Biostratigraphy is the branch of stratigraphy
Stratigraphy, a branch of geology, studies rock layers and layering . It is primarily used in the study of sedimentary and layered volcanic rocks....

 which focuses on correlating and assigning relative ages of rock strata
In geology and related fields, a stratum is a layer of sedimentary rock or soil with internally consistent characteristics that distinguish it from other layers...

 by using the fossil
Fossils are the preserved remains or traces of animals , plants, and other organisms from the remote past...

 assemblages contained within them. Usually the aim is correlation, demonstrating that a particular horizon in one geological section represents the same period of time as another horizon at some other section. The fossils are useful because sediment
Sediment is naturally occurring material that is broken down by processes of weathering and erosion, and is subsequently transported by the action of fluids such as wind, water, or ice, and/or by the force of gravity acting on the particle itself....

s of the same age can look completely different because of local variations in the sedimentary environment
Sedimentary depositional environment
In geology, sedimentary depositional environment describes the combination of physical, chemical and biological processes associated with the deposition of a particular type of sediment and, therefore, the rock types that will be formed after lithification, if the sediment is preserved in the rock...

. For example, one section might have been made up of clay
Clay is a general term including many combinations of one or more clay minerals with traces of metal oxides and organic matter. Geologic clay deposits are mostly composed of phyllosilicate minerals containing variable amounts of water trapped in the mineral structure.- Formation :Clay minerals...

s and marl
Marl or marlstone is a calcium carbonate or lime-rich mud or mudstone which contains variable amounts of clays and aragonite. Marl was originally an old term loosely applied to a variety of materials, most of which occur as loose, earthy deposits consisting chiefly of an intimate mixture of clay...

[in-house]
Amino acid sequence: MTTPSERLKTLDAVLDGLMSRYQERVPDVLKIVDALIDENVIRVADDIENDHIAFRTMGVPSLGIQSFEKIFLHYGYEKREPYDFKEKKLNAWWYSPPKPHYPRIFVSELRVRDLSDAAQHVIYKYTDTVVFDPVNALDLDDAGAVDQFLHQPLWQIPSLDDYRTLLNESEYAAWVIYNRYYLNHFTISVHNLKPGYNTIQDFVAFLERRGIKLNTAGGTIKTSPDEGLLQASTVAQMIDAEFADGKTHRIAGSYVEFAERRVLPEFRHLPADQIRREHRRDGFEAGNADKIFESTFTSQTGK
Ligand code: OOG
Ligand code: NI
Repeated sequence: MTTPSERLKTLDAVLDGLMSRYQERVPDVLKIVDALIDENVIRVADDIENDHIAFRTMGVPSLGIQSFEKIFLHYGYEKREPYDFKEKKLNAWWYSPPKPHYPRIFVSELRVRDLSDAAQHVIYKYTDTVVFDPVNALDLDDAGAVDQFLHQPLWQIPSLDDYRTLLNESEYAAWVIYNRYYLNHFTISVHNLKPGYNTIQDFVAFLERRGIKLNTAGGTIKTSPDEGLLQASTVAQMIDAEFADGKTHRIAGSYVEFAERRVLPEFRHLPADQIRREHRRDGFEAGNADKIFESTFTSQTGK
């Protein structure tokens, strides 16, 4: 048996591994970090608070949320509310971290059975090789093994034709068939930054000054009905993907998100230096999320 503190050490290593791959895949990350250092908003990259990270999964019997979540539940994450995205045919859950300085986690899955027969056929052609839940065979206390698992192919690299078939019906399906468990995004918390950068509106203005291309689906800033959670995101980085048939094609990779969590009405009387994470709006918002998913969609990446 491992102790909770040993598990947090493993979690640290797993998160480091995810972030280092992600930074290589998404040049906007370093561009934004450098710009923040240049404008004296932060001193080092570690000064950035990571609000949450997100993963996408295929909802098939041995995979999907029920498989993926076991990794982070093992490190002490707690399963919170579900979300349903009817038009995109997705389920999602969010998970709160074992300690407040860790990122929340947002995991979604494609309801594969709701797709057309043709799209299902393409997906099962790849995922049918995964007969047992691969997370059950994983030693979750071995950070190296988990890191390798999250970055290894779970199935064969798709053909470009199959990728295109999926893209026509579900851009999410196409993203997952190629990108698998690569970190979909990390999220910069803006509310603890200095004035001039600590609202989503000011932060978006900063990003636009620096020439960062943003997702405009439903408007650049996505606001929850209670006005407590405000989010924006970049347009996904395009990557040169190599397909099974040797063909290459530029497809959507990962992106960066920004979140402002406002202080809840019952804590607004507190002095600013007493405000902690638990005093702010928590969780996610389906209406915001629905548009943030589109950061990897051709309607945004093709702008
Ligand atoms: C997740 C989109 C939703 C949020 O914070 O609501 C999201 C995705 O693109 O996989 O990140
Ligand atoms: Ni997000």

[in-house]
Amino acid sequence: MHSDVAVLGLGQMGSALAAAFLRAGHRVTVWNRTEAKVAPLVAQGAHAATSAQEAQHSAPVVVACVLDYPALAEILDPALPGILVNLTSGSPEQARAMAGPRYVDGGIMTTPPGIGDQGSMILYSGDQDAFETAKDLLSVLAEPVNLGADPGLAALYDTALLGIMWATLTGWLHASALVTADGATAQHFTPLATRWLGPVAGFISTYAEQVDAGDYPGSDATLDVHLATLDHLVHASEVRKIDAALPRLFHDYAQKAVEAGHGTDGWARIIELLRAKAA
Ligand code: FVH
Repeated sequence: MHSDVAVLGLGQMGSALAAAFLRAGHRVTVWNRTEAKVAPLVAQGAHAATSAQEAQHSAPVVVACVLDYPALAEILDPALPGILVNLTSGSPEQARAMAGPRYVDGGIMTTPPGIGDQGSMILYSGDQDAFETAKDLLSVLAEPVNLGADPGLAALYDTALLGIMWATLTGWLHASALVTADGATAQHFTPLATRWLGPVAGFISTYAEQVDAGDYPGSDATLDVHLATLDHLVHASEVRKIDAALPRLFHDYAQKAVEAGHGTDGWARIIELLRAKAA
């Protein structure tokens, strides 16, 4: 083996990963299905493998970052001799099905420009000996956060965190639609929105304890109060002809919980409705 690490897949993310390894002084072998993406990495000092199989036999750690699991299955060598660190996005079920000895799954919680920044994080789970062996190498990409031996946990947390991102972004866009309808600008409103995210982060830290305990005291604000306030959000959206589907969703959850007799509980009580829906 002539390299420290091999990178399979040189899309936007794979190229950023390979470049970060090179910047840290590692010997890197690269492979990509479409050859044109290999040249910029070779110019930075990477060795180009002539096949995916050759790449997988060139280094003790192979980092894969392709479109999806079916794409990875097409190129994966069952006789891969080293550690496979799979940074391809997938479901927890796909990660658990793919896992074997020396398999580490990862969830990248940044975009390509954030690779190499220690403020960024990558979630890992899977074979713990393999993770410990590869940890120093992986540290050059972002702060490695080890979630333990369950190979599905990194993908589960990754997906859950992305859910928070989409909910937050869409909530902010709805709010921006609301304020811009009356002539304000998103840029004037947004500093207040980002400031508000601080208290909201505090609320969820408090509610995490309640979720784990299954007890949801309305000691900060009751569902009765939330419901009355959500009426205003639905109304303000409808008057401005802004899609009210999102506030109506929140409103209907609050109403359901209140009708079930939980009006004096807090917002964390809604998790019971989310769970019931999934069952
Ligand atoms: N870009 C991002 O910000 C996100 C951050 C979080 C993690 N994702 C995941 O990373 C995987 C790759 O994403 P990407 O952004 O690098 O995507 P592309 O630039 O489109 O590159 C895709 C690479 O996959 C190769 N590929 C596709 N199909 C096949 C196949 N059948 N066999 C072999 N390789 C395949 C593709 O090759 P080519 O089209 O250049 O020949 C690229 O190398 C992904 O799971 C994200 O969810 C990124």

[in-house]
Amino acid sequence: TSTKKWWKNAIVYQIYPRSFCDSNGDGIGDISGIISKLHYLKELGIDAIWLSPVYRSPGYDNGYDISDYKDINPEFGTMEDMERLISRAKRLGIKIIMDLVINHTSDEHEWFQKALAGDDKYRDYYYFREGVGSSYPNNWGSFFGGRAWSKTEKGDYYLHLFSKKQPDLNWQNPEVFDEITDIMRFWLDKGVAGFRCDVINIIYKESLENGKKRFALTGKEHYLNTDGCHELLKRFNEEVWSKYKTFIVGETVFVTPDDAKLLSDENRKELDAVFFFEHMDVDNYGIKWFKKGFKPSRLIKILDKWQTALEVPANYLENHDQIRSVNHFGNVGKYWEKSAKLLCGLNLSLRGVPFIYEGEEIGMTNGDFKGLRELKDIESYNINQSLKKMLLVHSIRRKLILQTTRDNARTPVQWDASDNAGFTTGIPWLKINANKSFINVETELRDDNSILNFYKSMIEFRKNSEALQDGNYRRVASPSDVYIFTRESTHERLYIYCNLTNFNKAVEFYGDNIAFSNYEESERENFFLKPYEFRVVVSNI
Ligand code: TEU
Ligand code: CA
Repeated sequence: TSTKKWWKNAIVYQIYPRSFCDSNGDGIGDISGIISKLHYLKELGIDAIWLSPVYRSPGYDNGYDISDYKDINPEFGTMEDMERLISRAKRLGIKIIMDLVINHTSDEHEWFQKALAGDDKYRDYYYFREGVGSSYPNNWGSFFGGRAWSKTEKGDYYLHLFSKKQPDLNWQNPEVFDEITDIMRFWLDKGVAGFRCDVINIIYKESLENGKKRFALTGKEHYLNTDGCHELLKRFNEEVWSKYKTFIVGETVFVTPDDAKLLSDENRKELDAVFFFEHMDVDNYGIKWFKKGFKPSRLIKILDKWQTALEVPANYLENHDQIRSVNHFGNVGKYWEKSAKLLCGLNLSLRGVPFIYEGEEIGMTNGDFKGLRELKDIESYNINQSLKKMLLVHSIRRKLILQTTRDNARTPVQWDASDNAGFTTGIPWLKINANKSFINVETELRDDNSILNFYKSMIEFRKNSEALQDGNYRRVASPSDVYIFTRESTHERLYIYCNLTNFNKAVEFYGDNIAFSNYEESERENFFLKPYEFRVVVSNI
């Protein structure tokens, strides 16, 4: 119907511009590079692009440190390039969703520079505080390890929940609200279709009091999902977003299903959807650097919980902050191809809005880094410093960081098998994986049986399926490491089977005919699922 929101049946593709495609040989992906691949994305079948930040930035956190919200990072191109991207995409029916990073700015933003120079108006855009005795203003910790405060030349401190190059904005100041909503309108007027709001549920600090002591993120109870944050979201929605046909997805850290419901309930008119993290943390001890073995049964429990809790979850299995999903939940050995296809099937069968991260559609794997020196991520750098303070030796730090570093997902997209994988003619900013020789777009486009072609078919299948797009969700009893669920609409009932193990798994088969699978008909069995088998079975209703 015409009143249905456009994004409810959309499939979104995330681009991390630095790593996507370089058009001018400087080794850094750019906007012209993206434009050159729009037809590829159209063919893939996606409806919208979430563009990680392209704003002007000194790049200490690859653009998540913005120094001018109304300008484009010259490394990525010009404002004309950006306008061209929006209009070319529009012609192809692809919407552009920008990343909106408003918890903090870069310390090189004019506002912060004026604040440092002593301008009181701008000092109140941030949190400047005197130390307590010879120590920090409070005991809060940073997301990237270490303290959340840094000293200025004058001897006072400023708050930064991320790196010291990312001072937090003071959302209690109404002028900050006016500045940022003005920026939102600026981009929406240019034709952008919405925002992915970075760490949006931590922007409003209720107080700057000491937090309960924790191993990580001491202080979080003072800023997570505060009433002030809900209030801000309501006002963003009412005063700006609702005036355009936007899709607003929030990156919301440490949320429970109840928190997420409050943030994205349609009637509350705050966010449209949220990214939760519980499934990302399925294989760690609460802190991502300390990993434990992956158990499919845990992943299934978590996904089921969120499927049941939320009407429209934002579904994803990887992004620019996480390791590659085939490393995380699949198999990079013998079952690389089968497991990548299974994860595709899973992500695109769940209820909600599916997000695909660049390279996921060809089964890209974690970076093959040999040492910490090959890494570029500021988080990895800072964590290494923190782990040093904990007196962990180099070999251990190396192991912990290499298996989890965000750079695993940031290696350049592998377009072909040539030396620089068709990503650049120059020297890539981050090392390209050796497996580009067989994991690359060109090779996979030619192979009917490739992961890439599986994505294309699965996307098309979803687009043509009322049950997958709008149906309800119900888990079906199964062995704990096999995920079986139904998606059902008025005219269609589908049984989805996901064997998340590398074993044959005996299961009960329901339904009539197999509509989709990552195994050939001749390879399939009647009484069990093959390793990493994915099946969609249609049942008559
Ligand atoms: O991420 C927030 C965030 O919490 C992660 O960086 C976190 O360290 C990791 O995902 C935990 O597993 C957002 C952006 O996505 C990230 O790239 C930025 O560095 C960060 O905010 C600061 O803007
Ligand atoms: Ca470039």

s while another has more chalk
Chalk is a soft, white, porous sedimentary rock, a form of limestone composed of the mineral calcite. Calcite is calcium carbonate or CaCO3. It forms under reasonably deep marine conditions from the gradual accumulation of minute calcite plates shed from micro-organisms called coccolithophores....

y limestone
Limestone is a sedimentary rock composed largely of the minerals calcite and aragonite, which are different crystal forms of calcium carbonate . Many limestones are composed from skeletal fragments of marine organisms such as coral or foraminifera....

s, but if the fossil species recorded are similar, the two sediments are likely to have been laid down at the same time.

Ammonite, as a zoological or paleontological term, refers to any member of the Ammonoidea an extinct subclass within the Molluscan class Cephalopoda which are more closely related to living coleoids Ammonite, as a zoological or paleontological term, refers to any member of the Ammonoidea an extinct...

s, graptolite
Graptolithina is a class in the animal phylum Hemichordata, the members of which are known as Graptolites. Graptolites are fossil colonial animals known chiefly from the Upper Cambrian through the Lower Carboniferous...

s, archeocyathids, and trilobite
Trilobites are a well-known fossil group of extinct marine arthropods that form the class Trilobita. The first appearance of trilobites in the fossil record defines the base of the Atdabanian stage of the Early Cambrian period , and they flourished throughout the lower Paleozoic era before...

s are index fossil
Index fossil
Index fossils are fossils used to define and identify geologic periods . They work on the premise that, although different sediments may look different depending on the conditions under which they were laid down, they may include the remains of the same species of fossil...

s that are widely used in biostratigraphy. Microfossils
Micropaleontology is the branch of paleontology that studies microfossils.-Microfossils:...

 such as acritarchs, chitinozoa
Chitinozoa are a taxon of flask-shaped, organic walled marine microfossils produced by an as yet unknown animal. Common from the Ordovician to Devonian periods , the millimetre-scale organisms are abundant in almost all types of marine sediment across the globe...

ns, conodonts, dinoflagellate
The dinoflagellates are a large group of flagellate protists. Most are marine plankton, but they are common in fresh water habitats as well. Their populations are distributed depending on temperature, salinity, or depth...

 cysts, pollen
Pollen is a fine to coarse powder containing the microgametophytes of seed plants, which produce the male gametes . Pollen grains have a hard coat that protects the sperm cells during the process of their movement from the stamens to the pistil of flowering plants or from the male cone to the...

, spores and foraminifera
The Foraminifera , or forams for short, are a large group of amoeboid protists which are among the commonest plankton species. They have reticulating pseudopods, fine strands of cytoplasm that branch and merge to form a dynamic net...